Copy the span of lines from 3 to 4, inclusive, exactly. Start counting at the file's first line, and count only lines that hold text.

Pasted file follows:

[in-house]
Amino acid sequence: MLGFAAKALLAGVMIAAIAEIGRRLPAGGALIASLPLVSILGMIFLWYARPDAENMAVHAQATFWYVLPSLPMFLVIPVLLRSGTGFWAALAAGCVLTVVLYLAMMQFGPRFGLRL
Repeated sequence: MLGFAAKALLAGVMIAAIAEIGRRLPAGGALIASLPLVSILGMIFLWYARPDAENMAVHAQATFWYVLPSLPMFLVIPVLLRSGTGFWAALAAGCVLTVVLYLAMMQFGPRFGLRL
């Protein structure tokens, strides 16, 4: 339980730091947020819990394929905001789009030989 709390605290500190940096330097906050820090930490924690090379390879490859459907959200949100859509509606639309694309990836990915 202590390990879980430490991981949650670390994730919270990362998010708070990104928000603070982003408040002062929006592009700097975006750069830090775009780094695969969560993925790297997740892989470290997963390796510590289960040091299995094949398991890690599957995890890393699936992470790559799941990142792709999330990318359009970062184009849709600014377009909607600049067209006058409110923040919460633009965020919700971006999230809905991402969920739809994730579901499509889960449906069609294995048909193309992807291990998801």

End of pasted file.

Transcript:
Repeated sequence: MLGFAAKALLAGVMIAAIAEIGRRLPAGGALIASLPLVSILGMIFLWYARPDAENMAVHAQATFWYVLPSLPMFLVIPVLLRSGTGFWAALAAGCVLTVVLYLAMMQFGPRFGLRL
């Protein structure tokens, strides 16, 4: 339980730091947020819990394929905001789009030989 709390605290500190940096330097906050820090930490924690090379390879490859459907959200949100859509509606639309694309990836990915 202590390990879980430490991981949650670390994730919270990362998010708070990104928000603070982003408040002062929006592009700097975006750069830090775009780094695969969560993925790297997740892989470290997963390796510590289960040091299995094949398991890690599957995890890393699936992470790559799941990142792709999330990318359009970062184009849709600014377009909607600049067209006058409110923040919460633009965020919700971006999230809905991402969920739809994730579901499509889960449906069609294995048909193309992807291990998801």